The Three Goals Of The Peace Corps

When I last worked for the Peace Corps (back in the mid-’90s) there was a lot of talk about the Three Goals of the Peace Corps, but no one seem to know too much about how they came about, or why. Even the few books on the early history of the agency are vague about the who, what, when and how of the Peace Corps goals. Harris Wofford in his 1980 book Of Kennedys And Kings does write about how decisions were made by the Mayfloor Gang who invented the Peace Corps. And since Wofford was with Shriver from the very beginning days of planning the agency, his words are worth reading.

Harris writes, “A clear statement of purpose was also required. From the first sessions several purposes had been articulated and some discareded, and Shriver welcomed hard argument among the contending viewpoints. Providing trained manpower for development? Promoting mutual international understanding? Creating goodwill toward America? Educating the Volunteers and their fellow citizens?

“Some members of the task force insisted that Shriver and the President choose a single purpose or at least settle for a main one. Shriver found the tension between competing purposes creative, and thought it should continue. ‘Peace’ was the overriding purpose, and the process of promoting it was necessarily complex, he said, so the Peace Corps should learn to live with the complexity. Finally we agreed on three propositions about the program.”

The three goals of the Peace Corps outlined:

     It can contribute to the development of critical countries and regions.
     It can promote international coopeation and goodwill toward this country.
     It can also contribute to the education of America and to more intelligent  American participation in the world.

So, if you were wonder what you were doing in the Peace Corps, that was it!

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  • I don’t doubt that fierce debate took place at the Mayflower Hotel when the principals were trying to arrive at the original goals of Peace Corps. But that debate is over. Peace Corps is now well established and each of the three goals have been proven and have turned out to be largely complimentary. (For short-hand, let’s call the goals: 1. development work, 2. cultural understanding or “public diplomacy,” 3. bringing understanding of the world home to Americans.)

    In the PC Office of Inspector General in the 90’s and in recent years, we systematically evaluated programs and learned that the first goal–development work–has largely proved to be a solid platform and meaningful site for the second goal–mutual cross-cultural learning and sharing. While some PCVs are able to jump into the host culture unaided, most Volunteers get their footing through a project. The better PCVs engage in a project, Goal 1, and thereby become more rooted in the community, the more likely they are to pursue Goal 2, engaging in meaningful cross-cultural exchange and learning the host language.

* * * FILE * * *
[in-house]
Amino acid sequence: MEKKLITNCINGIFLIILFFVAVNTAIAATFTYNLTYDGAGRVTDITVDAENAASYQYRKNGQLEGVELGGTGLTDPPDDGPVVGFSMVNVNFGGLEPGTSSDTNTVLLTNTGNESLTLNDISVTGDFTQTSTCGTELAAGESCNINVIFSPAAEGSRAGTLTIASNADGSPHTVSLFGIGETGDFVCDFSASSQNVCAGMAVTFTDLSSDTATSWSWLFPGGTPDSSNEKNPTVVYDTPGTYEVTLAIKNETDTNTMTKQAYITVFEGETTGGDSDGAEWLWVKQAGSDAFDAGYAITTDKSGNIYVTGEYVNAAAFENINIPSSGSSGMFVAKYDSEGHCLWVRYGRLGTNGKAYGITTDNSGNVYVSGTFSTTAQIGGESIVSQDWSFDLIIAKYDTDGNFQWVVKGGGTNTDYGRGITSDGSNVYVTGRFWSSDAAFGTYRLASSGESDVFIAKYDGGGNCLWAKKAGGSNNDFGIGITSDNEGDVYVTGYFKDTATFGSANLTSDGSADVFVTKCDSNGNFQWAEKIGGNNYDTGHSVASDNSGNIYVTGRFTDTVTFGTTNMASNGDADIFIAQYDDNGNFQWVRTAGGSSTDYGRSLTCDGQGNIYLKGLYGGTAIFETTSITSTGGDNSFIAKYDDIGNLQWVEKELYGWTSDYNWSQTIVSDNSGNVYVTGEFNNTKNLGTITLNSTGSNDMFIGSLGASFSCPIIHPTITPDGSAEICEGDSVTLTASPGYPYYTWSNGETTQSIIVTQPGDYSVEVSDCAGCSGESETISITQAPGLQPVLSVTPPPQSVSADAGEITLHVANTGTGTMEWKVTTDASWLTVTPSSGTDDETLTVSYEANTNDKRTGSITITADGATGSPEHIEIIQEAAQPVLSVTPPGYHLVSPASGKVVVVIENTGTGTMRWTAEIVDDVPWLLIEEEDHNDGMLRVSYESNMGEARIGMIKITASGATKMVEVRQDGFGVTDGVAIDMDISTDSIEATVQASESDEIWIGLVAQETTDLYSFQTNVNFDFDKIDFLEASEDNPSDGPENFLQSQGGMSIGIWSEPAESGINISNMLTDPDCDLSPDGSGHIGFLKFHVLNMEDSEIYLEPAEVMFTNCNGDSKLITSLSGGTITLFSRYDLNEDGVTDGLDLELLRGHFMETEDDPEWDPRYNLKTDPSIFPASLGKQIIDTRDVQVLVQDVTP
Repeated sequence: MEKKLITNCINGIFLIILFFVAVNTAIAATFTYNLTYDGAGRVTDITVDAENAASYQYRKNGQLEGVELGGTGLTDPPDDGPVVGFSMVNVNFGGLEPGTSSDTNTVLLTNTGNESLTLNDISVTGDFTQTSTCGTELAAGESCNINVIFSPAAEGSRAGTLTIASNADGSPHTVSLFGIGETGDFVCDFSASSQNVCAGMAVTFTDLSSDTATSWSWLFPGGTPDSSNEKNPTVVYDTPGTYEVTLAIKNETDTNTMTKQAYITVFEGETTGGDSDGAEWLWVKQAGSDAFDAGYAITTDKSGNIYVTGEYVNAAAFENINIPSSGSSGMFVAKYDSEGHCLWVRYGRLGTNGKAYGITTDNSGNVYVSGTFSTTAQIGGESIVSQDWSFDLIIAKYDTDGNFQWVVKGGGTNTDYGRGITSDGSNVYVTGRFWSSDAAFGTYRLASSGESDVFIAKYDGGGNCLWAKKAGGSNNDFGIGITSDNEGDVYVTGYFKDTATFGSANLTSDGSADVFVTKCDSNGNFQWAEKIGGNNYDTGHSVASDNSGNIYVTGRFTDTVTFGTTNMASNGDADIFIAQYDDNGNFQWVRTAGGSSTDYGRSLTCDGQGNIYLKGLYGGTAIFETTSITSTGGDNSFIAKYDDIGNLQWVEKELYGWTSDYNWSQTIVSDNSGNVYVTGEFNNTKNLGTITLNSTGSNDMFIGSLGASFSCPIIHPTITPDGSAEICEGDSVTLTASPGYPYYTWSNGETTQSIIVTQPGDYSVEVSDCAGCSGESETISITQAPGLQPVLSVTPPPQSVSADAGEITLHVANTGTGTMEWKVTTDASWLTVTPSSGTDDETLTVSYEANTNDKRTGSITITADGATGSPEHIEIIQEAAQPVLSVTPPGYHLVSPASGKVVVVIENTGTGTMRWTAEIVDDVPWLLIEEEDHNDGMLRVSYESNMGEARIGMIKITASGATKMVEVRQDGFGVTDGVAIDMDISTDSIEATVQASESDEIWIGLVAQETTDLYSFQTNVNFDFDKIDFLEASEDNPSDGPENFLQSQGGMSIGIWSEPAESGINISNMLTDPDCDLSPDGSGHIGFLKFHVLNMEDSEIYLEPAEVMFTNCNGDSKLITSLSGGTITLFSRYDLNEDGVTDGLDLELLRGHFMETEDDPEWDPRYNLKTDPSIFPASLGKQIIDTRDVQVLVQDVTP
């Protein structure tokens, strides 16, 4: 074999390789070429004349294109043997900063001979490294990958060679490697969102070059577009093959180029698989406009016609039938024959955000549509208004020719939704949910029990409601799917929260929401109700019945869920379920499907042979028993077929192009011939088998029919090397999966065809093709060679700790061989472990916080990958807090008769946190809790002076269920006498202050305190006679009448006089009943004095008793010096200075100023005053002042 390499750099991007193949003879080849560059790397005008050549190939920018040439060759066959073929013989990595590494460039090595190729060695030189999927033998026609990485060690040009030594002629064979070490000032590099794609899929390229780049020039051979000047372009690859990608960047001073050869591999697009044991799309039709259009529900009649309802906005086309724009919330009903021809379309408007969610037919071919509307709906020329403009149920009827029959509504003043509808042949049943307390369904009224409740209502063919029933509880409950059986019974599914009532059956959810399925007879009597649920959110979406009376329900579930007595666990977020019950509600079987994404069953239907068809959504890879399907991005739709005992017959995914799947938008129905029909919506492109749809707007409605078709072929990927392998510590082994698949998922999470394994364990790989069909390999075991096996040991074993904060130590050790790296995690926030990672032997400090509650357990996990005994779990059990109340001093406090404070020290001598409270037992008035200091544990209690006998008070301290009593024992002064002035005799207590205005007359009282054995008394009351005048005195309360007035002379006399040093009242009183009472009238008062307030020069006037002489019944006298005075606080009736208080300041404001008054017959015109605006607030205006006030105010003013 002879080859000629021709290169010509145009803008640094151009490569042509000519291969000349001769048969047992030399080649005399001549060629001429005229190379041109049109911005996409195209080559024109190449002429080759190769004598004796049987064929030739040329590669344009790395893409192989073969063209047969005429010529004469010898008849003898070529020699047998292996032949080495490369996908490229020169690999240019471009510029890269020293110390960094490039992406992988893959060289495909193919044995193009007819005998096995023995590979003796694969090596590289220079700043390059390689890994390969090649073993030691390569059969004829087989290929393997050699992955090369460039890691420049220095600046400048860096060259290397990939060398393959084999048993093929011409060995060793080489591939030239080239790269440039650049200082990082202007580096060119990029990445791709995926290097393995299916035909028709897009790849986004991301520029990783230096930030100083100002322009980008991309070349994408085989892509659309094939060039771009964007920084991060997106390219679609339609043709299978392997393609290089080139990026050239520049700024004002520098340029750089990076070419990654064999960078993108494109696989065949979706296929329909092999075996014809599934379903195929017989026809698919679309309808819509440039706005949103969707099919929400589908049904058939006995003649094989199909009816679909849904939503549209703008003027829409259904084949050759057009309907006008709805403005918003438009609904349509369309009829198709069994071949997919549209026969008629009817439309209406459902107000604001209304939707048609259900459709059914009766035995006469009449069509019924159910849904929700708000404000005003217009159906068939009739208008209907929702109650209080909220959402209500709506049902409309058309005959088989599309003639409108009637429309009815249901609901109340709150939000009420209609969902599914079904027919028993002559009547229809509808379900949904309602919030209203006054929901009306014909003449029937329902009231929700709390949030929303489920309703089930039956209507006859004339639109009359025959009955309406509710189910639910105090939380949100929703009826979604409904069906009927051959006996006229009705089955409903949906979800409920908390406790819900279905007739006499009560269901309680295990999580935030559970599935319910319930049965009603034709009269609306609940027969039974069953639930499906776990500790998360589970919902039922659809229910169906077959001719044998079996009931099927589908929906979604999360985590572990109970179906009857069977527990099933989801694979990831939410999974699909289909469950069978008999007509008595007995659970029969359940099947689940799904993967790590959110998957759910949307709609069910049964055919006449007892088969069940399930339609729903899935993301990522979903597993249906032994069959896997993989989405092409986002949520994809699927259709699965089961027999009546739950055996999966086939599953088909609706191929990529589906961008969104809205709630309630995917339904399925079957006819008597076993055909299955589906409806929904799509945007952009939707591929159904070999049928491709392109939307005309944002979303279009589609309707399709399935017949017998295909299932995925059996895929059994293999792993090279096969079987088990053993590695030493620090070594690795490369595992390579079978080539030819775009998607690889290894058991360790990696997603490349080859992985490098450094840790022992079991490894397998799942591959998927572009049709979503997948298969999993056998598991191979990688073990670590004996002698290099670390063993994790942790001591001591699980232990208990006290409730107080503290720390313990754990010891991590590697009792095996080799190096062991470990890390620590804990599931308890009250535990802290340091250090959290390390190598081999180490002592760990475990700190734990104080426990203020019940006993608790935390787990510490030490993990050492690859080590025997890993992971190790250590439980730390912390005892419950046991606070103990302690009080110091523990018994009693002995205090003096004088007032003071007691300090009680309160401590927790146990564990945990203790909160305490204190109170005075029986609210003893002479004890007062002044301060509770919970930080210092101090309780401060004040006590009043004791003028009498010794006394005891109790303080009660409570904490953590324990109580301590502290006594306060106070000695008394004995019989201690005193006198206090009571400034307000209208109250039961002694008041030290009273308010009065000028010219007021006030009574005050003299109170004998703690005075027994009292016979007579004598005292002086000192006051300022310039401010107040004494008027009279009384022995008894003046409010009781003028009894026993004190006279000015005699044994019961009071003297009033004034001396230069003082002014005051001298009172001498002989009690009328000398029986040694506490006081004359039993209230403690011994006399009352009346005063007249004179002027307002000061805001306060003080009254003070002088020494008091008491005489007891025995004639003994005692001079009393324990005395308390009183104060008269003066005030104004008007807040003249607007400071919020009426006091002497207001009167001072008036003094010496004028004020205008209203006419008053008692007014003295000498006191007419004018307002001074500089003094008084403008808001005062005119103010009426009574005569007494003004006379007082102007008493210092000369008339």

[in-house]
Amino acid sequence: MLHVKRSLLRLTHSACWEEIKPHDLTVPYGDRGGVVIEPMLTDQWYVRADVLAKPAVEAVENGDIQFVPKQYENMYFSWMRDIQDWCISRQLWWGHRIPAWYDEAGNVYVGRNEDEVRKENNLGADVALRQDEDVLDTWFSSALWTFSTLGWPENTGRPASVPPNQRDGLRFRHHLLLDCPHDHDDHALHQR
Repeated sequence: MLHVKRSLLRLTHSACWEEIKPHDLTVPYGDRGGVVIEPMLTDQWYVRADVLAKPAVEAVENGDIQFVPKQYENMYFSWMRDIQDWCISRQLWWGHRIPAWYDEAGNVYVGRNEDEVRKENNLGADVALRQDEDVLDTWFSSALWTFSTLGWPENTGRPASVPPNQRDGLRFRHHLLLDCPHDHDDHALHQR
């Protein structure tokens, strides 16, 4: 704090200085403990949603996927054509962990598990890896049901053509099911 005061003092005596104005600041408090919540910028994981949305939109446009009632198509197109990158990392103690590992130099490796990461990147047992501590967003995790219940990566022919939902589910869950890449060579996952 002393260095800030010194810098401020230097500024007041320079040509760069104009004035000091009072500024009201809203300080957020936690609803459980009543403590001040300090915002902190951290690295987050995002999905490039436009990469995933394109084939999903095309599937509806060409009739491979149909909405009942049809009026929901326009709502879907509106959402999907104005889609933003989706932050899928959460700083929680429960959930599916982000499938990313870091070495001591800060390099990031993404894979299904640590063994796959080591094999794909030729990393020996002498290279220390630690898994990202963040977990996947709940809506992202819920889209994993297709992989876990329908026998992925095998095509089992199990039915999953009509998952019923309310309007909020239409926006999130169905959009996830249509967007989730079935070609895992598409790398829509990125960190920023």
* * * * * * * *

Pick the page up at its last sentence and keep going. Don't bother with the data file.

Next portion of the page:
Conversely, the more one learns the host language and culture, the better one can engage in meaningful developmental work. While there will be different emphases between goals in various posts and projects, both goals 1 & 2 are essential to mission success. There is a natural flow and synergy between the two.

    However, Goal 3, often summarized as “bringing it all back home,” has always been a bit of an afterthought and still needs to be strengthened, promoted and expanded. (We need more innovative outreach for this domestic goal such as Peace Corps Readers and Writers.)

    These three goals can be improved, of course, but they all point to and guide essential aspects of the Peace Corps. Debate about goals now turns on methods of implementation. These goals are now interactive, well integrated and help account for much of the Agency’s élan, staying power and long-term success.

  • Steve–I agree with you on the Third Goal. Whoever the next Peace Corps director is, he/she should focus on the Third Goal, which has always been overlooked. Part of the problem is where “the money is” located, i.e., the State Department budget; part of the problem is that the agency always looks overseas from D.C. and not to the Third Goal back here at home. So, we can honestly say that most, if not all, Peace Corps Directors have failed to fulfill the promise of Kennedy’s Peace Corps.

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